1952 was an election year; it was Eisenhower and Nixon for the Republicans and Stevenson and Kefauver for the Democrats. Ike seemed a "shoe-in." Truman was finishing his unpopular term, having fired MacArthur among other things. The Democrats had been in power a long time, had gotten the country into wars; it seemed time for a change. And Ike was the perfect father-figure. There was no doubt about it: Ike was popular.

Since Eisenhower had been born in Dennison, Texas, being a Democrat in Texas at this time was common but not admitted by many. The campus held a mock election and surprisingly Stevenson had won by one vote (10/25/52). Two days before the election, Rather, being able to vote for the first time, took a stand. (He asked fellow journalist Bob Hazlett to present the opposition's opinion.) Presenting "both sides of Tuesday's election arguments, this week's column will be on why I'm for Adali Stevenson for president," Rather began. He justified his support for the Democratic Party, with proof of their accomplishments while stating the shortcomings of the Republicans right after the depression (11/1/52).

Dr. Lowman revealed expansion plans for SHSTC for the next ten years. Three new buildings were in the future; "We have needed a new gym for years, but for the Korean War and government regulations, we would have probably already had one," Dr. Lowman stated. "The tentatively planned Speech Building [now the Evans Complex] to be located between the new Music [building] and Graphic Arts building, is to be constructed along the lines of a `little theater,'" with office and classroom space. Additions to the science building would accommodate physics and chemistry. More use of Country Campus was planned (11/8/52).

Following Homecoming, the issue was brought up again at Student Council about the sponsorship of homecoming. Many representatives felt that the Esquires should relinquish their sponsorship because the event was a campus-wide one. Larry Corley, Esquire advisor, argued the validity of the present setup. The objections were tabled by the Student Council (11/15/52).

One important issue that had direct impact on the entire university---students and faculty---was initially proposed. The first request to change to a five-day class week was presented. If it found favorable response, hopefully it would work its way to the Board of Regents. Both the students and the faculty were overwhelmingly in favor of the shorter week (11/15/52).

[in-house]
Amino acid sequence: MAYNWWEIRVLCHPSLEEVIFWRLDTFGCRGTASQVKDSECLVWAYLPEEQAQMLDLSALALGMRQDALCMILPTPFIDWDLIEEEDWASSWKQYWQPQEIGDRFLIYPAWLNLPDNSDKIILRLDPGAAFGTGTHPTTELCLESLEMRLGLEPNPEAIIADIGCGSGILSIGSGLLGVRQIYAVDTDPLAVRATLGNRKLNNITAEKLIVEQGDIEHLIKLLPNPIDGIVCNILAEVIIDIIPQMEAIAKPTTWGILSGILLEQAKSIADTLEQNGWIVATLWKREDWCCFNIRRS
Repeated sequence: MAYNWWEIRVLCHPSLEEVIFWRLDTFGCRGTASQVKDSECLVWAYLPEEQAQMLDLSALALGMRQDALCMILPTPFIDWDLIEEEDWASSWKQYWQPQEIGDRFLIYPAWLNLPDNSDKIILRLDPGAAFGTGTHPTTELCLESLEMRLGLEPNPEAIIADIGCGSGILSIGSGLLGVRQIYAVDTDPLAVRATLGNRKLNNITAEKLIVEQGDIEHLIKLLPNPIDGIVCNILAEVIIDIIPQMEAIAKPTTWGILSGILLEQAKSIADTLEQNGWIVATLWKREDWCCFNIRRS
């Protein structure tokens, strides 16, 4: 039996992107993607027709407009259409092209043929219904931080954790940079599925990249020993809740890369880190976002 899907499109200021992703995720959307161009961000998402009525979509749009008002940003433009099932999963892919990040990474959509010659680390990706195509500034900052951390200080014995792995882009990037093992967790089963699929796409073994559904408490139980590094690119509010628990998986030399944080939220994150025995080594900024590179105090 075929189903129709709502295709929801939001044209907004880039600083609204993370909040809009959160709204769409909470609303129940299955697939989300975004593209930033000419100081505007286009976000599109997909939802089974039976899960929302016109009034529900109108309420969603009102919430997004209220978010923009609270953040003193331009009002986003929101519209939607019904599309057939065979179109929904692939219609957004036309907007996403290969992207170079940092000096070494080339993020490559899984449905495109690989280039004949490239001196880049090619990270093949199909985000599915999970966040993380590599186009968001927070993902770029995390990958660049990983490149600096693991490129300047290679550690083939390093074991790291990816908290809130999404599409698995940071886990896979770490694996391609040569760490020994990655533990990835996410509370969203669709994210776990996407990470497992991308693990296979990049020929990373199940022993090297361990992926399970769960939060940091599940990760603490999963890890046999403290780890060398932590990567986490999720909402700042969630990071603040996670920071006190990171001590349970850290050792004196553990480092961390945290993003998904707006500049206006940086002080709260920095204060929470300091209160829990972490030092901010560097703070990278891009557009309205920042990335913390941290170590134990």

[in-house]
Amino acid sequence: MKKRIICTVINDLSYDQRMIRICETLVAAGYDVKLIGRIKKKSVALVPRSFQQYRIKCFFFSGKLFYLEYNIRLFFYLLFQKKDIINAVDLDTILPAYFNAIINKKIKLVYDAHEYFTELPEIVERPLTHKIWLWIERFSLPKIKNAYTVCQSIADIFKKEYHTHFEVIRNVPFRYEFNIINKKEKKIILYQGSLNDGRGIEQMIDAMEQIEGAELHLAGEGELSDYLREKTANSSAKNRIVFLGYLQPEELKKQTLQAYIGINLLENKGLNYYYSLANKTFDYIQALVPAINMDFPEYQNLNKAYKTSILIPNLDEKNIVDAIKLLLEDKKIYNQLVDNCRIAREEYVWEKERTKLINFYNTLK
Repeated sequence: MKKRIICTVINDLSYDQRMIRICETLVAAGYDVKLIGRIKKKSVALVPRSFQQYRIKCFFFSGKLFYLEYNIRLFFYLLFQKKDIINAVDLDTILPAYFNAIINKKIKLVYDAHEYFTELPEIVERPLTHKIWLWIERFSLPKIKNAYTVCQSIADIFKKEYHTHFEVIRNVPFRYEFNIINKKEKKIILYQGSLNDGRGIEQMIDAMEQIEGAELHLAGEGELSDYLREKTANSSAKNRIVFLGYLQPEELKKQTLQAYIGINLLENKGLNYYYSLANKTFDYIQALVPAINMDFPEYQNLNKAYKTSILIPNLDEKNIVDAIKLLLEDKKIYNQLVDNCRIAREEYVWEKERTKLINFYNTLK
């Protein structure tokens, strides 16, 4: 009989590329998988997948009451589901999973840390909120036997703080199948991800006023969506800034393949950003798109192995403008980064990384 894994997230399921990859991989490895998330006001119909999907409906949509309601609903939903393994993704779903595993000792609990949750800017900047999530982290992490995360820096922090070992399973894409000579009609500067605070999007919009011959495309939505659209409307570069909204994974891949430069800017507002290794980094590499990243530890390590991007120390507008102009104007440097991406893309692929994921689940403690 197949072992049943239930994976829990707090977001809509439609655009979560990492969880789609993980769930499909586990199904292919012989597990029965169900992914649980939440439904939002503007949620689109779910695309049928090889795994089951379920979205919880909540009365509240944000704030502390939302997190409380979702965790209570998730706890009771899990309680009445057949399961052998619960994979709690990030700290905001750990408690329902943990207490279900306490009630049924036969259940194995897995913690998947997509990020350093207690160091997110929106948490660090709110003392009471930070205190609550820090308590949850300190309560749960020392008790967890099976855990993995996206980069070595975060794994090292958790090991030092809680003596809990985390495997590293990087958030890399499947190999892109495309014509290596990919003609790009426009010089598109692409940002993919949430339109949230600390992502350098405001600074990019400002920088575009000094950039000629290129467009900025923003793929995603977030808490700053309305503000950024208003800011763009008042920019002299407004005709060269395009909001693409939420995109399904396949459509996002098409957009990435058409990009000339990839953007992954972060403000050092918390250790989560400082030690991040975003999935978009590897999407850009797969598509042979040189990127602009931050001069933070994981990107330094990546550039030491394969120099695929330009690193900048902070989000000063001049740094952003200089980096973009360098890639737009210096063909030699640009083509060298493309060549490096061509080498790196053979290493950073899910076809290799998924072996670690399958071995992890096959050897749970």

The first week in December all the organizations met to pass the 1953 Pioneer Roundup bylaws. Caballero Lloyd Grubbs was in charge of the advance sales and tickets. Among the bylaws were:

  1. A screening committee must approve of shows and scripts.
  2. No public address systems outside midway.
  3. Shows cannot begin after 10:15 on Thursday and Friday and after 11:15 on Saturday.
  4. Talent can be gotten anywhere but cannot be compensated.
  5. A charge of 30 to 40 cents may be charged. Pioneer Roundup money must be used. 30% of the proceeds will go back into Association for next year's event and awards.
  6. Buildings cannot exceed 80 feet by 40 feet. Barker stands no more than five feet in front of shows.
  7. Selling of ads handled by Pioneer Roundup Association (12/6/52).
Although the Korean War was still going on, there was optimism in the air. Eisenhower had been elected President and the new leadership nationally provided security of sorts, and new ideas on campus prompted curiosity and inspiration. The U. S. had shown its power by exploding the first hydrogen bomb at Eniwetok Atoll in the Pacific on November 6. Rocky Marciano showed his power becoming the world heavyweight boxing champion defeating "Jersey" Joe Walcott.

Another new Christmas song, "I Saw Mommy Kissing Santa Claus" became a permanent holiday standard and joined the ranks of the big hits of 1952: "Jambalaya," "It Takes Two to Tango," "Your Cheatin' Heart," and "Wheel of Fortune." Good Christmas gifts were current best-sellers: Ralph Ellison's The Invisible Man, Hemingway's The Old Man and the Sea, Steinbeck's East of Eden, Edna Ferber's Giant, and Norman Vincent Peale's The Power of Positive Thinking.

As soon as school started back after the Christmas break a flu epidemic broke out on campus and the clinic was packed with sick students. All the beds were full and many went home to recuperate. Several missed finals the next week and had to take an "incomplete" in courses. On Wednesday, January 14, the Cabs had a "Finals and Flu" party with Anne Gibbs (1/17/53).


Winning Wars
Spring, 1953

The Caballeros elected officers during the final meeting of the Fall semester; they found it necessary to add an additional vice-president and an historian: President Willis Gresham, 1st Vice President Larry Rice, 2nd Vice President Lloyd Burr, Secretary Charlie Johnson, Treasurer Bob Samuel, Historian David Hicks, Reporter Jack Nelson.

The Cabs planned their entry for the Pioneer Roundup show. They would work with the Anne Gibbs society and tentatively named their entry "Filthy Flanagin's" (2/7/53).

Dan Rather's first editorial for the Spring semester concerned a future Caballero! Freshman Jimmy DeShong had several money-making devices to help pay for his schooling. One of these was selling the famous Marilyn Monroe calendar (2/7/53). It was certainly timely, because Niagara was showing down at the Life Theater! (2/28/53)

In the February issue of the Alumnus the feature article "Bearkats Win Shrimp Bowl Game" was written by Caballero Bob Haeberlin. There was also an editorial by Rather entitled "Art Lund---Journalist," in which Rather eulogized this former Houstonian editor who had been killed in the Korean War ( SHA, Feb 53, 28).